Exosome proteomics is a rapidly developing field that has the potential to revolutionize the way we diagnose and treat diseases. One exciting application of exosome proteomics is in the search for novel markers of disease development. Exosomes are known to contain a variety of biomolecules, including proteins, nucleic acids, and lipids, which can be analyzed using mass spectrometry and other proteomic techniques. By analyzing the protein content of exosomes, researchers can identify new biomarkers for diseases such as cancer, neurodegenerative diseases, and infectious diseases. These biomarkers can then be used for early detection, monitoring disease progression, and developing new therapies. The study of exosome proteomics has the potential to significantly advance our understanding of disease development and improve patient outcomes.
Case 1 Identification of potential non-invasive early biomarkers of Alzheimer's disease (1)
Alzheimer's disease (AD) is a common disease of aging and is an incurable neurodegenerative disease. Patients develop amyloid plaque deposits in the brain, and these deposits can disrupt the structure and function of brain neural tissue, leading to neuronal cell death and loss of cognitive function. Alzheimer's disease is important for early intervention in AD by identifying candidate biomarkers before β-amyloid plaque deposition occurs.
Researchers collected urine samples from 5XFAD mice and control mice from the same litter and isolated and extracted exosomes. Exosome identification was performed by NTA particle size concentration analysis, and WB verified exosome marker expression. Subsequently, the exosomal proteins were analyzed qualitatively and quantitatively by LC-MS/MS. Significant differences were found between the 5XFAD group and the control group for 88 urinary exosomal proteins. The expression of 53 proteins was up-regulated and 27 proteins were down-regulated compared to the control group. Subsequently, after clustering and GO analysis, 6 proteins were identified as AD biomarkers and had high potential to be considered as candidate urinary exosome biomarkers for AD. The differential proteins were then validated by WB, ELISA and MRM targeting protein analysis.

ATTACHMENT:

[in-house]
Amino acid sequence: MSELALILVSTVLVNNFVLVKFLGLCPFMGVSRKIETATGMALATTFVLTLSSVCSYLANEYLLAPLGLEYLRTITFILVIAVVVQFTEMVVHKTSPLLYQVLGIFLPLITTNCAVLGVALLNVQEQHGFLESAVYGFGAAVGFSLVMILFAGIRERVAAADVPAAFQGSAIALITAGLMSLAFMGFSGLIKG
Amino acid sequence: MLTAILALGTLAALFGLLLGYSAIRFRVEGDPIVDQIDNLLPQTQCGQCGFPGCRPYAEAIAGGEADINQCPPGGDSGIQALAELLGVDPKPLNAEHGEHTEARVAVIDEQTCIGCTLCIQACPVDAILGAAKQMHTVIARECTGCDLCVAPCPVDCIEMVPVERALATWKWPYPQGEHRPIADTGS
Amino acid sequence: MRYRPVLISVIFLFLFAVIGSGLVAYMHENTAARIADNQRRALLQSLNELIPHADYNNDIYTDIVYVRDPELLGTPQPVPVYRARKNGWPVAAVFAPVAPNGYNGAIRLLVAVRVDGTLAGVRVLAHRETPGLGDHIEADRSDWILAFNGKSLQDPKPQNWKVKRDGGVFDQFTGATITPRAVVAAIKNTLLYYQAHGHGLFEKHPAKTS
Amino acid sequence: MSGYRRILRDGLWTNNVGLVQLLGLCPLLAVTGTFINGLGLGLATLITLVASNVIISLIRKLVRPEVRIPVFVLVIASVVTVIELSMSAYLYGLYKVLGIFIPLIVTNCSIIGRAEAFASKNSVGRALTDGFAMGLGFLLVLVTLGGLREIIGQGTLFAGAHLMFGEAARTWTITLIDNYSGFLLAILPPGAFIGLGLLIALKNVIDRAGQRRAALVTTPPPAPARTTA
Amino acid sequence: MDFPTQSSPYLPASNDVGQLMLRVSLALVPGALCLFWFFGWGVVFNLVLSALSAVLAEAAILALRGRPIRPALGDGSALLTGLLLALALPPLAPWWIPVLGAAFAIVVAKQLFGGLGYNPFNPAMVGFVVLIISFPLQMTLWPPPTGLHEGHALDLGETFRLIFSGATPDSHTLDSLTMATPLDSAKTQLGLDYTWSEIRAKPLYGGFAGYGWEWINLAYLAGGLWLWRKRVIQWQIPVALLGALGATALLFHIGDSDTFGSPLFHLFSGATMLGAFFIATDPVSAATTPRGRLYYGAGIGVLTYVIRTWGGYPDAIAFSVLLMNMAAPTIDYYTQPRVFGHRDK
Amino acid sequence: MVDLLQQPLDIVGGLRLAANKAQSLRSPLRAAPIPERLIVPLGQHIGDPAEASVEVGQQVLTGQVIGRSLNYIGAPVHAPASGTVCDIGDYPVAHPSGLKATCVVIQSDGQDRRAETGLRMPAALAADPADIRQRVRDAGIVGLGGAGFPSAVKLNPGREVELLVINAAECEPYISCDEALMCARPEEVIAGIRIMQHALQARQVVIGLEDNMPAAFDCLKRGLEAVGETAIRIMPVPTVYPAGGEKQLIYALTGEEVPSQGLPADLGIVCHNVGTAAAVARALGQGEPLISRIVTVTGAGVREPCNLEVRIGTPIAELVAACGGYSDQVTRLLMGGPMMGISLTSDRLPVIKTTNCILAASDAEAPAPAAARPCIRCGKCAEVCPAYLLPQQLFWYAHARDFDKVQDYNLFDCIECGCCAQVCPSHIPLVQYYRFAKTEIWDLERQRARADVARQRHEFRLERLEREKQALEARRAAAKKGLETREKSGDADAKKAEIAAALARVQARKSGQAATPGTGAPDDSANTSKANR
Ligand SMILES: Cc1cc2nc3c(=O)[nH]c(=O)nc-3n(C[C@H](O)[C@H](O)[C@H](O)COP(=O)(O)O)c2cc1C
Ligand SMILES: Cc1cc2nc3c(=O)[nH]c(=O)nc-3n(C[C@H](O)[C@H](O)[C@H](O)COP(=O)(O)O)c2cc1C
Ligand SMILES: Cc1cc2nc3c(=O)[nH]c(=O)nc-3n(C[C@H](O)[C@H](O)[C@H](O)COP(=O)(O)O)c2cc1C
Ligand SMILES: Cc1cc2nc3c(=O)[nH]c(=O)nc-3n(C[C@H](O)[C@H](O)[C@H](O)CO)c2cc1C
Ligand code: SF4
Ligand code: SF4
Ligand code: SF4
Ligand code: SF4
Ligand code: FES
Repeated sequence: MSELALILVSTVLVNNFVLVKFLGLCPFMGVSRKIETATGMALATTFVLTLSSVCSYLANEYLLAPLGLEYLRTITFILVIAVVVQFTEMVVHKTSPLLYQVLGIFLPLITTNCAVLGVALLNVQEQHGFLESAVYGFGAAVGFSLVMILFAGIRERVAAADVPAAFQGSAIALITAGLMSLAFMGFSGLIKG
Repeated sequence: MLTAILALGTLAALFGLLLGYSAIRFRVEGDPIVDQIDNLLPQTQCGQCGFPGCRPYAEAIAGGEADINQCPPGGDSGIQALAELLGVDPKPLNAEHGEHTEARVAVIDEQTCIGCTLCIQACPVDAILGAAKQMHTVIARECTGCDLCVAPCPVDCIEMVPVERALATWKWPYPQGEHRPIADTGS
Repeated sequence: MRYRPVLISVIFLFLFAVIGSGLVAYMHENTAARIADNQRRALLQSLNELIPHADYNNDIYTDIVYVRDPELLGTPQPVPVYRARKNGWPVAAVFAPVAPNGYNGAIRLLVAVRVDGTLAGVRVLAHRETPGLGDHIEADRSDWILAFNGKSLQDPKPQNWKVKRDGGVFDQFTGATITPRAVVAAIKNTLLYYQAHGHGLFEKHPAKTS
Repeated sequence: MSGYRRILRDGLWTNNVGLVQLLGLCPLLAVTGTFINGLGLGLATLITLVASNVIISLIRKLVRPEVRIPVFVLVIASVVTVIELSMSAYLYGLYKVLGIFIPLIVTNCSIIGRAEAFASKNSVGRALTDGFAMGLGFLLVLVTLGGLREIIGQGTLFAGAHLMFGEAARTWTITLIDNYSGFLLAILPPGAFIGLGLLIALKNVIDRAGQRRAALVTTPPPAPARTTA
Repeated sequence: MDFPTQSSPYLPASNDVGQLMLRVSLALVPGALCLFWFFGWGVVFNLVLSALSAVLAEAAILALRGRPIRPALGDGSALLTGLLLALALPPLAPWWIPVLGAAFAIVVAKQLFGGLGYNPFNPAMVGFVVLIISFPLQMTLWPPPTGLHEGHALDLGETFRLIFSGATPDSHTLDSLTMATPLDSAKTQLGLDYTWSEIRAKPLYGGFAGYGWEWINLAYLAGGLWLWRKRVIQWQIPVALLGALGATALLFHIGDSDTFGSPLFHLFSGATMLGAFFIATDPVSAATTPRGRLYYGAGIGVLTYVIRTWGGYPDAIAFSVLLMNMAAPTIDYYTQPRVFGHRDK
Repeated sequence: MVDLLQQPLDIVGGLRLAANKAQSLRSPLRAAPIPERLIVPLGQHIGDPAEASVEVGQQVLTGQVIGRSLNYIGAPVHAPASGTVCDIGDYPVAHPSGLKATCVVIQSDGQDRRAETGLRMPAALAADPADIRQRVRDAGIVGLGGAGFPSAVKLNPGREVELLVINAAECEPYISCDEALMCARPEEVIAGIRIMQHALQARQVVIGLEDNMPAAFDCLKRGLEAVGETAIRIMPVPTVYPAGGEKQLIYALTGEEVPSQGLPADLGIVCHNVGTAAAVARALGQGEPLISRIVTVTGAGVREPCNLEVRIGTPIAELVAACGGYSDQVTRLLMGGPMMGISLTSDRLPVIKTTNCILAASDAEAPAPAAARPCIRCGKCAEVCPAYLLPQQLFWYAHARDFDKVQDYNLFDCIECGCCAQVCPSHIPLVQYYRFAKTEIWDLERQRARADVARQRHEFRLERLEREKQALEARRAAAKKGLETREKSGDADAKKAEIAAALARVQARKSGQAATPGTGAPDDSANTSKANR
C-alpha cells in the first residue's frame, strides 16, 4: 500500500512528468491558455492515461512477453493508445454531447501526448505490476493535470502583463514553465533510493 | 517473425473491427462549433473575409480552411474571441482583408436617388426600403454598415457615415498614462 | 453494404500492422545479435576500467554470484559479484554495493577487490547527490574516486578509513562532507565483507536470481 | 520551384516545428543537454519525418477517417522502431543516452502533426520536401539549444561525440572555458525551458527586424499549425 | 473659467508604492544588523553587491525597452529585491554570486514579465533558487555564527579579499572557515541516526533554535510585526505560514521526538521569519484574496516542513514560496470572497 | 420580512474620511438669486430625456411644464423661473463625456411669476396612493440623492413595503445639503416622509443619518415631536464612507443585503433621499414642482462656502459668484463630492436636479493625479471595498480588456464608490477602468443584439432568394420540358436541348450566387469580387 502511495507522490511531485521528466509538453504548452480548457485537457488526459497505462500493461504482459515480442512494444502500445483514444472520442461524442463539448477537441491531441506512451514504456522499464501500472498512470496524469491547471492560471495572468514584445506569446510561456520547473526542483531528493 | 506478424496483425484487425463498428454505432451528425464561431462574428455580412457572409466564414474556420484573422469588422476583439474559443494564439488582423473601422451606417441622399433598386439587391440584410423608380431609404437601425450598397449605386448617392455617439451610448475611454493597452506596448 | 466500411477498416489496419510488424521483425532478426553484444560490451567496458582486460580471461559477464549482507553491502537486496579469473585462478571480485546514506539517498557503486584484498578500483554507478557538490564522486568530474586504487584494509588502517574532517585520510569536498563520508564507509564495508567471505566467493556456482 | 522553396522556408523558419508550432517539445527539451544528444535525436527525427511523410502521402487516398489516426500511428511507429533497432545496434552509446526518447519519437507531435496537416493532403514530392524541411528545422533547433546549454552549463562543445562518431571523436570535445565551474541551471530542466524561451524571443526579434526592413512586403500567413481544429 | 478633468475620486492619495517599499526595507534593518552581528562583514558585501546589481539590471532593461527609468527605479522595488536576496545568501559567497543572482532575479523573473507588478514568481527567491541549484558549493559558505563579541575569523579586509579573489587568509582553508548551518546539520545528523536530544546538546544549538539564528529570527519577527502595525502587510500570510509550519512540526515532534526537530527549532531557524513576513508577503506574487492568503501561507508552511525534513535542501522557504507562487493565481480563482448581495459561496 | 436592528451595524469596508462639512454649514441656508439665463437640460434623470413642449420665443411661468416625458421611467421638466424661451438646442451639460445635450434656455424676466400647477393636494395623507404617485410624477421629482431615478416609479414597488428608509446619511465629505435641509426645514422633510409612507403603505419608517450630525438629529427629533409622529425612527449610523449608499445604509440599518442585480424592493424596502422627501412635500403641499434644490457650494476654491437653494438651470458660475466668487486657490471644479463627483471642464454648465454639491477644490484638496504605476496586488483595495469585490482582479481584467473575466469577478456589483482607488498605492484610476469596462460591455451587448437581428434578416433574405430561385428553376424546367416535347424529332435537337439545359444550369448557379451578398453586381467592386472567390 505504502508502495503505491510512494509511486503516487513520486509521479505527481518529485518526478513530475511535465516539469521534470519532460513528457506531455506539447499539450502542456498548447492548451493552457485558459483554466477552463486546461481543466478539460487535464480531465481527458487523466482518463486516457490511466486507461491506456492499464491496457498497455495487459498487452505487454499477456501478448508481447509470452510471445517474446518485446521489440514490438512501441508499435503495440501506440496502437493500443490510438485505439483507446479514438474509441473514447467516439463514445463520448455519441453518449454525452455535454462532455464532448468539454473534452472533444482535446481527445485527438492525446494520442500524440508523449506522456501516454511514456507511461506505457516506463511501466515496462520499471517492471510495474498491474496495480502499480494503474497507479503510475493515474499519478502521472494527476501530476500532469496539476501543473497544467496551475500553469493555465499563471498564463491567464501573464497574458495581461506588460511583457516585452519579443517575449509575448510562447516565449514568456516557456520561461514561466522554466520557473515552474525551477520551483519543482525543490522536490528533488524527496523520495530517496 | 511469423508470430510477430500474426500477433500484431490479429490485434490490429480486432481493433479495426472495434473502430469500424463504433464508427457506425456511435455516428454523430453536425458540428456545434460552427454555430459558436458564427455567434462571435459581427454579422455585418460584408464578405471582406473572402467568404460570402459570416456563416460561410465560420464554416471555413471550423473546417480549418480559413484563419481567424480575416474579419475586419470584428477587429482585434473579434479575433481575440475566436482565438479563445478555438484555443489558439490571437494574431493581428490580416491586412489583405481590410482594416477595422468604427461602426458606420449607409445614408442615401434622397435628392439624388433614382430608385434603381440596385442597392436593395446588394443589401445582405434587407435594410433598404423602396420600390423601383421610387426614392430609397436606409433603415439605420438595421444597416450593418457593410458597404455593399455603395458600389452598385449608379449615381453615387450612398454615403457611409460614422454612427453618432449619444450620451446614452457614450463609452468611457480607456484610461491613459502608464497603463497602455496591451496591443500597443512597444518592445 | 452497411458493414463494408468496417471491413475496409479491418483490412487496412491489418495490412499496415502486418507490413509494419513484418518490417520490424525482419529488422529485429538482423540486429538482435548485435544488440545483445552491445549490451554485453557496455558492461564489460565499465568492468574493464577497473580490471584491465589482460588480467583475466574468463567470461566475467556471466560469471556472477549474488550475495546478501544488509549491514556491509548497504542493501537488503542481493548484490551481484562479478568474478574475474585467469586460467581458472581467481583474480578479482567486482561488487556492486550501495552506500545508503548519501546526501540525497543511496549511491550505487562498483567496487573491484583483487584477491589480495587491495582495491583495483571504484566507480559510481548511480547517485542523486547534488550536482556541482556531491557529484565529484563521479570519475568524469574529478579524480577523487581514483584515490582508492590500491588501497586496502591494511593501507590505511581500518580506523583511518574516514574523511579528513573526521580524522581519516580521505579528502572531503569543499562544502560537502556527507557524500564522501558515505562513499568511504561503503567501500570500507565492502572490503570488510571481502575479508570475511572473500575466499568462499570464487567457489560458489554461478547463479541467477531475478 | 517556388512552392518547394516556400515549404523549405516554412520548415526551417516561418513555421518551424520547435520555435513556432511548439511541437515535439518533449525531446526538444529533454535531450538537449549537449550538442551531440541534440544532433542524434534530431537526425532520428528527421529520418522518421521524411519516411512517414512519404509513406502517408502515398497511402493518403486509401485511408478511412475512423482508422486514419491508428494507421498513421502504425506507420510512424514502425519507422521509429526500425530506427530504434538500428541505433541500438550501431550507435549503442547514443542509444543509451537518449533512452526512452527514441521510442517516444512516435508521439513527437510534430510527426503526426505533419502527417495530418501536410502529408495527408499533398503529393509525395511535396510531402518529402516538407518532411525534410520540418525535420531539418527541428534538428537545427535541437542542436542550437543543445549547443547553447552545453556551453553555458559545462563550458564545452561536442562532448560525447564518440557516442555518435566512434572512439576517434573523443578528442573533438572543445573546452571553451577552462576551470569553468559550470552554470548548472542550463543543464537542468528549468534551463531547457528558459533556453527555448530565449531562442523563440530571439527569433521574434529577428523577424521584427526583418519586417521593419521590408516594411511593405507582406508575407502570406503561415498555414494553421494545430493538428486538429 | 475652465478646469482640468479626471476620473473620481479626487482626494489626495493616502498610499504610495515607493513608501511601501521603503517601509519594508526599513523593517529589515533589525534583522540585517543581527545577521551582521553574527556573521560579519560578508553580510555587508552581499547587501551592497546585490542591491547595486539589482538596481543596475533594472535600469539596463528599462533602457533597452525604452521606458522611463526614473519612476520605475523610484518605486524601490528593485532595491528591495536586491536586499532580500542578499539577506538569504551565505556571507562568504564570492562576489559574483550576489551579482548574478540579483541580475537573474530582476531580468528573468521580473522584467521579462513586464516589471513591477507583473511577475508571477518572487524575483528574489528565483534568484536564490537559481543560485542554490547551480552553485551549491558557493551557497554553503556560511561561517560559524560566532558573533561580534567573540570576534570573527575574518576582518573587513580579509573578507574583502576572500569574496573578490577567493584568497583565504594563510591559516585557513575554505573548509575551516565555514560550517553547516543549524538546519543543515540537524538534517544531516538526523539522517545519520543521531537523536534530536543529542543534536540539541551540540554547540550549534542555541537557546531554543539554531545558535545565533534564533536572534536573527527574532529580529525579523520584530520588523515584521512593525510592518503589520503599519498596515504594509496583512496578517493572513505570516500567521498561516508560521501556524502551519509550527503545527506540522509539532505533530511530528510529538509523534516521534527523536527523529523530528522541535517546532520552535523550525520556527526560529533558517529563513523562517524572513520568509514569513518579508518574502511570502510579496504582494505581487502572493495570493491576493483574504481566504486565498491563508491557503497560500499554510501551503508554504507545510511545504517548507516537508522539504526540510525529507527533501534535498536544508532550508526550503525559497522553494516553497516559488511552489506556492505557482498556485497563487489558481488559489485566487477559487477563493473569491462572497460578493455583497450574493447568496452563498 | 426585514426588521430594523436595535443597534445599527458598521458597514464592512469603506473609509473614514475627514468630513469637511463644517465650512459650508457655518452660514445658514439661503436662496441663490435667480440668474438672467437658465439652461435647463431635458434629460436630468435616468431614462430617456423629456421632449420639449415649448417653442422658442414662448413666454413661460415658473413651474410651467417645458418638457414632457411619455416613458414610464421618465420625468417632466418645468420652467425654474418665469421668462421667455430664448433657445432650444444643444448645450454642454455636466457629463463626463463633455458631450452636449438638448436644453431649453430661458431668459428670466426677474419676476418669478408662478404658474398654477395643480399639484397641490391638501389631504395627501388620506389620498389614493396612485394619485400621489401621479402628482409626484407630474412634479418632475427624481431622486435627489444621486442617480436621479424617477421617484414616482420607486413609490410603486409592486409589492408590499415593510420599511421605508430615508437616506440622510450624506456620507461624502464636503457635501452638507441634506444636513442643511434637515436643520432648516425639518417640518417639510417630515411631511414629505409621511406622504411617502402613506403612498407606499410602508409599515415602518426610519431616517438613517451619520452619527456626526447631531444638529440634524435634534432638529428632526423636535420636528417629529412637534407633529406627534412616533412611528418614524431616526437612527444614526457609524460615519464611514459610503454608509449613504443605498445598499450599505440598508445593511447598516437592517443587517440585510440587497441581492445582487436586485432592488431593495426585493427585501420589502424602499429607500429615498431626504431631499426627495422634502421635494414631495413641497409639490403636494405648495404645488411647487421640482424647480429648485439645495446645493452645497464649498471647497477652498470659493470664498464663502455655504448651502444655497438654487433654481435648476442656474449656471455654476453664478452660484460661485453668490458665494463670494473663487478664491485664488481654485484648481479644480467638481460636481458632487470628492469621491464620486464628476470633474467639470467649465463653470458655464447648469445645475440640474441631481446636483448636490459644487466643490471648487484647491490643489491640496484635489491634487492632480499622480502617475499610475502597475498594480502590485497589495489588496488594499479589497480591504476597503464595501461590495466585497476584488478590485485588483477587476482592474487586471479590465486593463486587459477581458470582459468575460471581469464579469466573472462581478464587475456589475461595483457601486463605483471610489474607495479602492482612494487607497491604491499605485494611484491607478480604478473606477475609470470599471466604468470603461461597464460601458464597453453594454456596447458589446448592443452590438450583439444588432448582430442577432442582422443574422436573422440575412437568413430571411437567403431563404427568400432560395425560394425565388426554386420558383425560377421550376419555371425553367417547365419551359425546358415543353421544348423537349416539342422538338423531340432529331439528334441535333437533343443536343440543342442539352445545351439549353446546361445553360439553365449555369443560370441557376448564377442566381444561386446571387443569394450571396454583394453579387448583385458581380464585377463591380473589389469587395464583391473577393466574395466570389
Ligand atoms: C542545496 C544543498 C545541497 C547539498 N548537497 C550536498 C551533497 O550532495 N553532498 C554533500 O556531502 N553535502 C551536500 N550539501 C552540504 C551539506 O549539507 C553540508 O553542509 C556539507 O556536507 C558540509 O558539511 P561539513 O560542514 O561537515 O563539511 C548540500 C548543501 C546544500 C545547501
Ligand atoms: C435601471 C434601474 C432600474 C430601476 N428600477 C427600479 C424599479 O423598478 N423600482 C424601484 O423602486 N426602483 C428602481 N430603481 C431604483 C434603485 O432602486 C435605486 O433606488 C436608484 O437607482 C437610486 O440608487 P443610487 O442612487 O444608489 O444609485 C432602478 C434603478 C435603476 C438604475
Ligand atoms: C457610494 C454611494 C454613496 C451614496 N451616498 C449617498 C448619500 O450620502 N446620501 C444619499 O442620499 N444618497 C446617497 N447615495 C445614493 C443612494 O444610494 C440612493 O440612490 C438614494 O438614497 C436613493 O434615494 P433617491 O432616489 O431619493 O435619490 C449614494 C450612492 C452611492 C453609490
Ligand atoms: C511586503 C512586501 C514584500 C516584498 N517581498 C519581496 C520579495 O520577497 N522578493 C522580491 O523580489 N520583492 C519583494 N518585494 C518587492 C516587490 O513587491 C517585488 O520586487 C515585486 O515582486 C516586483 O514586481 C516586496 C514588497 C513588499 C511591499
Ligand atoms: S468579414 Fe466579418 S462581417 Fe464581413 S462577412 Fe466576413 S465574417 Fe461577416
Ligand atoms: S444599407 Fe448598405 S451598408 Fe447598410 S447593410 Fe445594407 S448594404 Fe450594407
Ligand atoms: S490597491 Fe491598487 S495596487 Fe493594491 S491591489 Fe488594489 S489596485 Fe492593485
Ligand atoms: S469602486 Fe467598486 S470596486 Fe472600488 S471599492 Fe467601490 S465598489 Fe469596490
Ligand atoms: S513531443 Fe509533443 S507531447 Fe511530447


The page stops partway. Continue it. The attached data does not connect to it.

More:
Validation results suggest that some urinary exosomal proteins, particularly Annexin 2 and Clusterin, are able to detect differences before amyloid beta plaque deposition, which may be an ideal source of non-invasive biomarkers for AD prevention.
Workflow of isolation, characterization, and proteomics of urinary exosomes in 5XFAD transgenic mouse model of AD and littermate control.
Case 2 Paclitaxel and adriamycin use exosomes released by tumors during chemotherapy to alter the lung microenvironment (2)
To measure whether tumor-derived EVs are involved in PTX-induced breast tumor metastasis, PTX-treated tumors were cultured in vitro and tumor culture supernatant exosomes were extracted, and exosomes produced by paclitaxel-treated cancer cells were found to significantly promote tumor cell colonization in the lung. The investigators hypothesized that the chemotherapy-induced enhancement of the pro-tumor metastatic ability of exosomes was due to the proteins they carried. Therefore, proteomic analysis of exosomes from tumor cells treated with PTX as well as CREMO by liquid chromatography-mass spectrometry (LC-MS) revealed that exosomes from PTX-treated tumor cells were enriched in ANXA6 protein. ANXA6 protein content in EVs could also be increased after DOX treatment. Subsequently, the exosomal protein ANXA6 was confirmed to promote the lung metastasis function of breast cancer by gene knockdown and expression. Also, the blood exosomal function molecule ANXA6 was validated in clinical breast cancer patients.
Tumor exosome proteomics after PTX chemotherapy
- Song, Zhiqi, et al. "Comprehensive proteomic profiling of urinary exosomes and identification of potential non-invasive early biomarkers of Alzheimer's disease in 5XFAD mouse model." Frontiers in Genetics 11 (2020): 565479.
- Keklikoglou, Ioanna, et al. "Chemotherapy elicits pro-metastatic extracellular vesicles in breast cancer models." Nature cell biology 21.2 (2019): 190-202.